Difference Between Sativa and Indica Strains of Weed

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Cannabis is a bit like wine: There are different species, dozens of hybrids, and a world of marketing that makes buying the right kind seriously confusing. For the average customer, the differences between Orange Kush or Blueberry Lamsbread are likely no more clear than the nuances that differentiate a Tavel from a Mourvèdre Rosé. Fortunately there’s really only one thing the average pot smoker needs to know to get by — whether they’re an indica or sativa kind of smoker.

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The Pure Strains

While cannabis is grown all over the world now, original strains of indica and sativa came from different climates, which affected their DNA and gave them very different traits.

Indica developed in less temperate climates and as a result evolved a thicker coating of resin to protect itself from harsh winters. That extra resin means more powerful effects. Conversely, sativa is a more equatorial plant by nature. It grows more slowly, and needs less resin to protect itself from the climate, so the produced high is more subtle and cerebral.

The easiest way to tell the difference between plants would be simply looking at them. Sativa has larger, less dense leaves and flowers, and indica looks tight and compact by comparison. But in practice, appearance is rarely a reliable measurement because of hybridization, which may make a bud take on the properties of sativa but the appearance of indica, and the window dressing — growers making the product to look better by trimming and cutting.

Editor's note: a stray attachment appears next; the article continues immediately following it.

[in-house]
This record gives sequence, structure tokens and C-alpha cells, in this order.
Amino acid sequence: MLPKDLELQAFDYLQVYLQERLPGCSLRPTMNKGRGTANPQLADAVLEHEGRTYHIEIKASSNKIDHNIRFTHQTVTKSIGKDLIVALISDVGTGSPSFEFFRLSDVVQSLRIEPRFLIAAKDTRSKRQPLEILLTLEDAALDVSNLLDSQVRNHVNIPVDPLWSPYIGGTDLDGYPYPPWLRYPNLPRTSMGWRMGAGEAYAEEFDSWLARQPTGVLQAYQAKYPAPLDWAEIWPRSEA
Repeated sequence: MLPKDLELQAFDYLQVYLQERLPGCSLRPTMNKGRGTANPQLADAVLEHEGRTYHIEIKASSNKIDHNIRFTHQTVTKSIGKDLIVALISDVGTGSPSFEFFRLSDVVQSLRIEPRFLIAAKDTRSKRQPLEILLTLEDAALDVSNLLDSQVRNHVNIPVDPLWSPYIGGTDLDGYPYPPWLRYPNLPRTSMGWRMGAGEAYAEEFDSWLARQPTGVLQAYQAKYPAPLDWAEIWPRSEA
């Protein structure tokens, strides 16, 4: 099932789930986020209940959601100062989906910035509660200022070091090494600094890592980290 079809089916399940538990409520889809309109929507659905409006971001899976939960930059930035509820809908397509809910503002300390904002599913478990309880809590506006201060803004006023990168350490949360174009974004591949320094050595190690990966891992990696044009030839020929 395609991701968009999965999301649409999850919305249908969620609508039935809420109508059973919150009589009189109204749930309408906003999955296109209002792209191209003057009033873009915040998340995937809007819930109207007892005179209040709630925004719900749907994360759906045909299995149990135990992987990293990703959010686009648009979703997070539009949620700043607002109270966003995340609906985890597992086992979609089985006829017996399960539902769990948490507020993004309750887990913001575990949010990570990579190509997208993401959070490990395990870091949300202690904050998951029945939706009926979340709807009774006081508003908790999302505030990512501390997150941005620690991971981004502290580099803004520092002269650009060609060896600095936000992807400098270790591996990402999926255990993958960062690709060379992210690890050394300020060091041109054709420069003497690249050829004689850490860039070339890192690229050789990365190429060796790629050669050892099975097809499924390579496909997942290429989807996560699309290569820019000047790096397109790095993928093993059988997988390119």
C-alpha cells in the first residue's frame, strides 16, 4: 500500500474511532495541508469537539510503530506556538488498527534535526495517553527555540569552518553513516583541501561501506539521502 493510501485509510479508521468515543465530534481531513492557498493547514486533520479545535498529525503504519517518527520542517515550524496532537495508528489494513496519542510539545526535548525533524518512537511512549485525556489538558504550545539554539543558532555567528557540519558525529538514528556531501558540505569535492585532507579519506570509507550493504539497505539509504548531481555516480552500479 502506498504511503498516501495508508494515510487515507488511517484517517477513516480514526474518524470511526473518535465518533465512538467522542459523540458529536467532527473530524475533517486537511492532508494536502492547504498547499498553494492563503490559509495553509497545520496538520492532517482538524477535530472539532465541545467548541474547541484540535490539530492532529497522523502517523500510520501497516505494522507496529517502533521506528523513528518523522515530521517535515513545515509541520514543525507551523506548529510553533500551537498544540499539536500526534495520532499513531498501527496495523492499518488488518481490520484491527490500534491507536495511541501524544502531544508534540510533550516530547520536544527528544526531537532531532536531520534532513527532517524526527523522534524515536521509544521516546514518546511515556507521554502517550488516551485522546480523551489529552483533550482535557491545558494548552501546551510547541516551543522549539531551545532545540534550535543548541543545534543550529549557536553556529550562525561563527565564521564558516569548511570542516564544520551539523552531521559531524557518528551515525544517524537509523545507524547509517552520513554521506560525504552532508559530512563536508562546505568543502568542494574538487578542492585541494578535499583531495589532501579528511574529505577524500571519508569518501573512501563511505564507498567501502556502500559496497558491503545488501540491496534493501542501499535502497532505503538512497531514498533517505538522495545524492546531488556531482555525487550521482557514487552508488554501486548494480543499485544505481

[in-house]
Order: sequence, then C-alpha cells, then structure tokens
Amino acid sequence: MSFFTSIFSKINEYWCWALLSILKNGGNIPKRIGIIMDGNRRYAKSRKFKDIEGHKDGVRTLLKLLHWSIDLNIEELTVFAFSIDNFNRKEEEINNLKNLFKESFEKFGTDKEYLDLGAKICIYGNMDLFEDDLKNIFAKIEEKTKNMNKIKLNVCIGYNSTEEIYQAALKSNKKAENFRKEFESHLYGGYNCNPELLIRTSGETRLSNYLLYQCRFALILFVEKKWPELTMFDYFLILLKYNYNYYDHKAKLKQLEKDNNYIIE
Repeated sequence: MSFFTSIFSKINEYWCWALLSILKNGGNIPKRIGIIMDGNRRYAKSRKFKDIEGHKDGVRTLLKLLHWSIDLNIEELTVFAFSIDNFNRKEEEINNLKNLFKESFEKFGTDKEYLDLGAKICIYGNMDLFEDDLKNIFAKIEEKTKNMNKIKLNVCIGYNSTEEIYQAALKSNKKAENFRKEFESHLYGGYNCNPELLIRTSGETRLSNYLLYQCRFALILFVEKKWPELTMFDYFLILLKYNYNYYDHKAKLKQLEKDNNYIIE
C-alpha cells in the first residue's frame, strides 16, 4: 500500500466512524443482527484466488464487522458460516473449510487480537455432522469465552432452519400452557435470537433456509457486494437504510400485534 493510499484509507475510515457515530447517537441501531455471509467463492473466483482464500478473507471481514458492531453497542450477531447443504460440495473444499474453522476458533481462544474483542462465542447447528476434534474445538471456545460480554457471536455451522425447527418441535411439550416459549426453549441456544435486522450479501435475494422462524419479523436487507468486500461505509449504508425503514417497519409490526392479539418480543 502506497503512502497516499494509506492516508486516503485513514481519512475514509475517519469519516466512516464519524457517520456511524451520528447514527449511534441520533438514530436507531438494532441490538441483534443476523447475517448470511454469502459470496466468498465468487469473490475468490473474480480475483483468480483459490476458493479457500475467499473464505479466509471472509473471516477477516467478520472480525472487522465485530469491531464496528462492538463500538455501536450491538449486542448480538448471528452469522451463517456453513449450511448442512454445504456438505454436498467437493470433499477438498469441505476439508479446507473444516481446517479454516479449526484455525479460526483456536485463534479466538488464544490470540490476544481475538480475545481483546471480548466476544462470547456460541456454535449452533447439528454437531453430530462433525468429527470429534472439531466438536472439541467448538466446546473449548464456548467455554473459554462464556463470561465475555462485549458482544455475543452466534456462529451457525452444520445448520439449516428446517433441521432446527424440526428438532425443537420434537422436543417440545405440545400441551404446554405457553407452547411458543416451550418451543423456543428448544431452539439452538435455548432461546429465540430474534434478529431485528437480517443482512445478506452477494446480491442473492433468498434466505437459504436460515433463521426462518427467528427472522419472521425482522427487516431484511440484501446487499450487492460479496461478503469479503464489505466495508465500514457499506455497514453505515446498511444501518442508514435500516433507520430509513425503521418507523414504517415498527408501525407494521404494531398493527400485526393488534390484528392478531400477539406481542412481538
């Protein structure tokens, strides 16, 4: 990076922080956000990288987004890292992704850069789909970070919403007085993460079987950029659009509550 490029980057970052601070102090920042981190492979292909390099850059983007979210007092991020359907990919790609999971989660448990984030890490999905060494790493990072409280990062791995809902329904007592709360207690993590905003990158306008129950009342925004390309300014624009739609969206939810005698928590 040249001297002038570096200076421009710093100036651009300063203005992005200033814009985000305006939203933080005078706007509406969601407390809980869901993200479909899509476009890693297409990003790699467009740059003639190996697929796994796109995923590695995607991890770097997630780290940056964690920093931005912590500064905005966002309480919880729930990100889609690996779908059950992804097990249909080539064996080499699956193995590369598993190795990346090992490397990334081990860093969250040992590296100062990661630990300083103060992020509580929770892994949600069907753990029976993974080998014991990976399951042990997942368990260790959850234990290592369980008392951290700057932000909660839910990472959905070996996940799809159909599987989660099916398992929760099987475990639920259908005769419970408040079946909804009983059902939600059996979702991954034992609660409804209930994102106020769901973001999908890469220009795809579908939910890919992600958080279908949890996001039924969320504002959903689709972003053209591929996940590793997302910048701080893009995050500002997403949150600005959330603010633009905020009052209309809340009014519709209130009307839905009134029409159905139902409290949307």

“You have beautiful labels on weed and beautiful looks,” says Warren Bobrow, author of Cannabis Cocktails, Mocktails & Tonics: The Art of Spirited Drinks and Buzz-Worthy Libations. “The flowers are really, really gorgeous. You don’t know what they are. Even some of the people who grow for a living don’t know what they are.”

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The Prevalence of Hybrids

Most of what you’ll encounter in the real world are hybrid strains, a blend of one or more strains bred together that muddy the waters between sativa and indica. The effects can be evenly balanced, or lean to one side or the other, but they’re tailored specifically to your medical wants or recreational needs.

“The hybrid is for someone who is interested in taking on more of a strain-specific approach,” says Bobrow, who cautions that this isn’t medical advice.

The safest way to be clear on what you’re getting is to go to a reputable source. “I can be guaranteed when I go to the dispensary that I’m going to get exactly what’s labeled,” Bobrow says. “When you’re out in the street, buying from bartenders or teenagers, you don’t know what you’re getting, whether it’s sativas, or indicas, or hybrids, or what. You just don’t know.”

If you’re curious about what you’re getting, try and find out as much information as you can about the strain you’re purchasing.

Which Strain Is For You?

Most experts agree that the easiest distinction between indica and sativa is the time of day when you’ll want to use them. “Sativas encourage brain activity, clarity, and fun,” says Bobrow. “Indicas encourage quietude, introspection, and relaxation.”

A daytime, sativa-heavy strain might boost your creativity and brainstorming, and for some it can dull the effects of depression or ADD. An indica strain is typically best used to treat physical pain, swelling, or help you drift off to sleep.


  • Daytime use
  • For stimulating brain activity, clarity, creativity
  • Traditionally less compact buds
  • Sometimes used to treat ADD, depression, or anxiety


  • Nighttime use
  • For relaxing body high, muscle relaxation
  • Traditionally small, dense buds
  • Sometimes used to treat pain, inflammation, insomnia


  • Mixed uses depending on the strain
  • Can be bred to be weighted toward indica or sativa, or a balance of both
  • Are often cultivated to magnify certain effects
  • Most common forms on the market (legal or otherwise)

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